shareholders would be rewarded with a higher stock price in the
  • A company profits, distributes some of them to shareholders as dividends, and keeps the rest as retained earnings to be reinvested.
  • DPS can be calculated by subtracting the special dividends from the sum of all dividends over one year and dividing this figure by the outstanding shares.
  • Stock dividends do not have the same effect on stockholder equity as cash dividends.
  • Retained earnings represent a useful link between the income statement and the balance sheet, as they are recorded under shareholders’ equity, which connects the two statements.
  • Auditors are required by
    this law to become more aggressive in looking for fraud in companies
    they audit.

If the company is wrapping up its operations, then it can make dissolution or liquidation dividend payments to shareholders regardless of the condition of its balance sheet. Of course, just because a company can pay dividends doesn’t mean it always will. The company won’t always have actual cash to pay a dividend, even if the retained earnings line item on its balance sheet is positive. Still, some companies will borrow money specifically to pay a dividend during times of financial stress. Retained earnings are the portion of a company’s net income that management retains for internal operations instead of paying it to shareholders in the form of dividends.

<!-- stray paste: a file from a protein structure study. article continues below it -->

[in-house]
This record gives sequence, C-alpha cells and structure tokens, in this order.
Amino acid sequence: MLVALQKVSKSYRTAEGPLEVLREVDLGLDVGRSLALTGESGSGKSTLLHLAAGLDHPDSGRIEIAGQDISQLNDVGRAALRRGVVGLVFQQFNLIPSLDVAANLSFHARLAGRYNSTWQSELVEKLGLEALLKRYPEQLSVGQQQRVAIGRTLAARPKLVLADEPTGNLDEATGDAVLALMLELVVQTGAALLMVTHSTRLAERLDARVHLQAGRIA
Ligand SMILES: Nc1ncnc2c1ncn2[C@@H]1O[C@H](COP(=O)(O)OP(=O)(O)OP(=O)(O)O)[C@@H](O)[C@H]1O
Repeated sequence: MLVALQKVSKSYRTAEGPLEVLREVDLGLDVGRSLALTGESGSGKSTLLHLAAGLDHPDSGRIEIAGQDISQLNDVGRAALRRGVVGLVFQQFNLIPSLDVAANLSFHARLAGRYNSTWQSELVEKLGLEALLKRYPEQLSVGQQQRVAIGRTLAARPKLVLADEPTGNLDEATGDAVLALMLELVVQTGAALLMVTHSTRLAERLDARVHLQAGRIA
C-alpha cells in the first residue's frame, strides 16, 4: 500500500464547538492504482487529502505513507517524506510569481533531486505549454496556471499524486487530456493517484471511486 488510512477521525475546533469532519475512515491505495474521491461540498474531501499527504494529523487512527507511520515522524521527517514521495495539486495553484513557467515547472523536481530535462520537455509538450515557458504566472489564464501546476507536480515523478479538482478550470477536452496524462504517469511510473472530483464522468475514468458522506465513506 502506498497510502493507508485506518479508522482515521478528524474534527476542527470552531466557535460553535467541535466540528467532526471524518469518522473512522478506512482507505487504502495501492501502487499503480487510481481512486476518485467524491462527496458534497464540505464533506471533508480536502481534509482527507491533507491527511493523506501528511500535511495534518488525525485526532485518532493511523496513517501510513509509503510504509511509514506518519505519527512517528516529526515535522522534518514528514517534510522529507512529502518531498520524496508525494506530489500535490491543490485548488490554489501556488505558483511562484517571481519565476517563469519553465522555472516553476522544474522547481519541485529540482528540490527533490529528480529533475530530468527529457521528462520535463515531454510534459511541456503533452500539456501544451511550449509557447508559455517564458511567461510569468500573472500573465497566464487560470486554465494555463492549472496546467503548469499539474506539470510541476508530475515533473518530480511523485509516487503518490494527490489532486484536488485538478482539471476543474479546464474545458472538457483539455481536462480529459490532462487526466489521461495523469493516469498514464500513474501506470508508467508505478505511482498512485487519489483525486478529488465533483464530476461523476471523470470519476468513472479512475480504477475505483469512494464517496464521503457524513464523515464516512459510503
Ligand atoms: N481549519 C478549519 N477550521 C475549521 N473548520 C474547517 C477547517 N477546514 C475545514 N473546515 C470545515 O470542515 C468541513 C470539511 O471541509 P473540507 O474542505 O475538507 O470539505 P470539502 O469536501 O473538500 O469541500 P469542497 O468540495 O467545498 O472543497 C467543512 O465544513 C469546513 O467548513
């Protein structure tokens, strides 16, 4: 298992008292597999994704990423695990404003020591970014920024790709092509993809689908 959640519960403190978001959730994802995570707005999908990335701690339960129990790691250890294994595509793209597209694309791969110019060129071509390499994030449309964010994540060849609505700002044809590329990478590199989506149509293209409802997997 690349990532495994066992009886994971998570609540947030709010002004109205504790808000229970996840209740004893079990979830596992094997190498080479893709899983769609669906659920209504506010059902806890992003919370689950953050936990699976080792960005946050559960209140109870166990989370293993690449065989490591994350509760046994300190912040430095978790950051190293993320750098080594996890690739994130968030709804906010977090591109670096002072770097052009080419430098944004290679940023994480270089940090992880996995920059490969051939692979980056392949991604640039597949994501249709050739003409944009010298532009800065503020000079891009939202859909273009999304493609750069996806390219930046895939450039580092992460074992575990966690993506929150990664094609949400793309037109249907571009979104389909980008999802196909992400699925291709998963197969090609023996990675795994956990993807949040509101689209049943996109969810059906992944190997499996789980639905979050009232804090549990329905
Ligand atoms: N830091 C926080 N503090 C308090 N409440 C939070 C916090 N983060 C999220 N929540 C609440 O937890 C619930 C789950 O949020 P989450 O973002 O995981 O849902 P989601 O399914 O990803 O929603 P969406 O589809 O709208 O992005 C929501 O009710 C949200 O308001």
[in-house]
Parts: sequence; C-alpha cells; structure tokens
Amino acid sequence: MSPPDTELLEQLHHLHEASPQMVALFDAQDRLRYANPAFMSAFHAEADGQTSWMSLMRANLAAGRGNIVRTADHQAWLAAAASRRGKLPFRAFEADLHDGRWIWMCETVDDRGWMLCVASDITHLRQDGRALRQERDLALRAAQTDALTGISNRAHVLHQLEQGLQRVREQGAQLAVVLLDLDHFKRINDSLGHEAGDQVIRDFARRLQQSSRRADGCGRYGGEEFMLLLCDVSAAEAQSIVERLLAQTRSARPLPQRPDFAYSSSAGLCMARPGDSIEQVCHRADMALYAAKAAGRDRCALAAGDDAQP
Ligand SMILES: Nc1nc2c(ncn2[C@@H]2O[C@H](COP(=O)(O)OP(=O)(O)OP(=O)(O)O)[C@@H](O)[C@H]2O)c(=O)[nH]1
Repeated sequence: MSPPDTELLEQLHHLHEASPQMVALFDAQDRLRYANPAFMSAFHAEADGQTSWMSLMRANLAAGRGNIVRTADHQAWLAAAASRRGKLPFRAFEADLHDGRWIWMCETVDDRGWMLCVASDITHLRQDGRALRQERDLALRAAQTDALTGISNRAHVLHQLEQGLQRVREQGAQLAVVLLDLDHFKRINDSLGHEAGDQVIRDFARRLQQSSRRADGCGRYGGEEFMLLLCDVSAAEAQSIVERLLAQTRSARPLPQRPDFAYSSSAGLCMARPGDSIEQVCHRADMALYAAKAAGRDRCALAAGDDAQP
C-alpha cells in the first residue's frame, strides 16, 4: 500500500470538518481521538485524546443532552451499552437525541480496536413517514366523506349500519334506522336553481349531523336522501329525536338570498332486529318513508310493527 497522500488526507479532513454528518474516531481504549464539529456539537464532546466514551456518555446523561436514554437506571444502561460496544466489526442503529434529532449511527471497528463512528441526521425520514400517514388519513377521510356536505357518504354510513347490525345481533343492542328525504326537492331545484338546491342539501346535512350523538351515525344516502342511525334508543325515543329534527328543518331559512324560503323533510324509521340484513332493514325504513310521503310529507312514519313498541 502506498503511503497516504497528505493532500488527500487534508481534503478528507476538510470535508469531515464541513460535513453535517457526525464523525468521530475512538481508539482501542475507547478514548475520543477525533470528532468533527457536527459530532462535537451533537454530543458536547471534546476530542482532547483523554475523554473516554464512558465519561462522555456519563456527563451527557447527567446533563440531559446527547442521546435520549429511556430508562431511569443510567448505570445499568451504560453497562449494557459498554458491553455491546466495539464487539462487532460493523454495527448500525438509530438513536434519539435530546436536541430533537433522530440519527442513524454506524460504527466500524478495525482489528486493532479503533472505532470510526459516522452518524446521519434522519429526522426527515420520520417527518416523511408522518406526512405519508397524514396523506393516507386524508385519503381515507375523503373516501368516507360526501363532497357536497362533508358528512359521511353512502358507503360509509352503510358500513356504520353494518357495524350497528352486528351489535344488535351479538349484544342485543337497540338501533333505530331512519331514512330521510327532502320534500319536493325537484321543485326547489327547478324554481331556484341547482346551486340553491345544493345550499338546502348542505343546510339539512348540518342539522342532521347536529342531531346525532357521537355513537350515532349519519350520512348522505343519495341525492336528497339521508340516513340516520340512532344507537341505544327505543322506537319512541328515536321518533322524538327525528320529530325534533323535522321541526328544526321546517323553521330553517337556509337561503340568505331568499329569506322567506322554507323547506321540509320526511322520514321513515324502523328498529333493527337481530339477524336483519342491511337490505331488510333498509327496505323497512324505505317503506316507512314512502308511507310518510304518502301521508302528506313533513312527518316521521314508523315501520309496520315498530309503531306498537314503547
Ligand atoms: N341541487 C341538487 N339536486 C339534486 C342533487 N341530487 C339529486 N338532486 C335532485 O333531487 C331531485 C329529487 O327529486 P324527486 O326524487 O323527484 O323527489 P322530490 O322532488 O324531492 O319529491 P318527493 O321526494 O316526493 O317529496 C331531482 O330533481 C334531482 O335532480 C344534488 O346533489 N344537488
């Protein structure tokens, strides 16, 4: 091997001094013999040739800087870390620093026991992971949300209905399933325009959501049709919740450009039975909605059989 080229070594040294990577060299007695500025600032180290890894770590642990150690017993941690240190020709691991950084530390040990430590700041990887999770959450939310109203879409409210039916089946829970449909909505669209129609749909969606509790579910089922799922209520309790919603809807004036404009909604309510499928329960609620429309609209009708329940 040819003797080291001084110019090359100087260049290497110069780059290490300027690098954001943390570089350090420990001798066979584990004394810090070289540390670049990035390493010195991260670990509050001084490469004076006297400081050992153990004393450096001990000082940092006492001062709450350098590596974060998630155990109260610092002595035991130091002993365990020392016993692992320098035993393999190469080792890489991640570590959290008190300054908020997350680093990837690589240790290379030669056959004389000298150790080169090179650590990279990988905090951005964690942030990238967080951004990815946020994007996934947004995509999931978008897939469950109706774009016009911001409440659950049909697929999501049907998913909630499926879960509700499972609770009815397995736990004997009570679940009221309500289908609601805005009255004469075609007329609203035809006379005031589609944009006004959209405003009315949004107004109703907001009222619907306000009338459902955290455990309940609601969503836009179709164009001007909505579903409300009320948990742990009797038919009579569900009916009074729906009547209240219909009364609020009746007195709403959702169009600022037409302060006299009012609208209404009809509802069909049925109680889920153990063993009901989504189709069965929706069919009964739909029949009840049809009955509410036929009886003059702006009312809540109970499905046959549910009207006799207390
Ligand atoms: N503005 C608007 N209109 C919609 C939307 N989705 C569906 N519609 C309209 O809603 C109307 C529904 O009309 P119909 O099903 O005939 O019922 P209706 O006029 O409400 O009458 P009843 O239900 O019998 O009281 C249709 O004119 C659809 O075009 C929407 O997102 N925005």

Retained Earnings Example

It can most easily be thought of as a company’s total assets minus its total liabilities. In the long run, such initiatives may lead to better returns for the company shareholders instead of those gained from dividend payouts. Paying off high-interest debt also may be preferred by both management and shareholders, instead of dividend payments. Profits give a lot of room to the business owner(s) or the company management to use the surplus money earned. This profit is often paid out to shareholders, but it can also be reinvested back into the company for growth purposes. Once a company starts making money, then its retained earnings start to rise.

Understanding Dividends: Price Implications

After the ex-dividend date, the share price of a stock usually drops by the amount of the dividend. Sometimes, especially in the case of a special, large dividend, part of the dividend is declared by the company to be a return of capital. The net effect of the stock dividend is simply an increase in the paid-in capital sub-account and a reduction of retained earnings. Though uncommon, it is possible for a company to have a negative stockholder equity value if its liabilities outweigh its assets. Because stockholder equity reflects the difference between assets and liabilities, analysts and investors scrutinize companies’ balance sheets to assess their financial health. If a company decides to issue a cash dividend to its shareholders, the funds are deducted from its retained earnings, and there is no effect on the additional paid-in capital.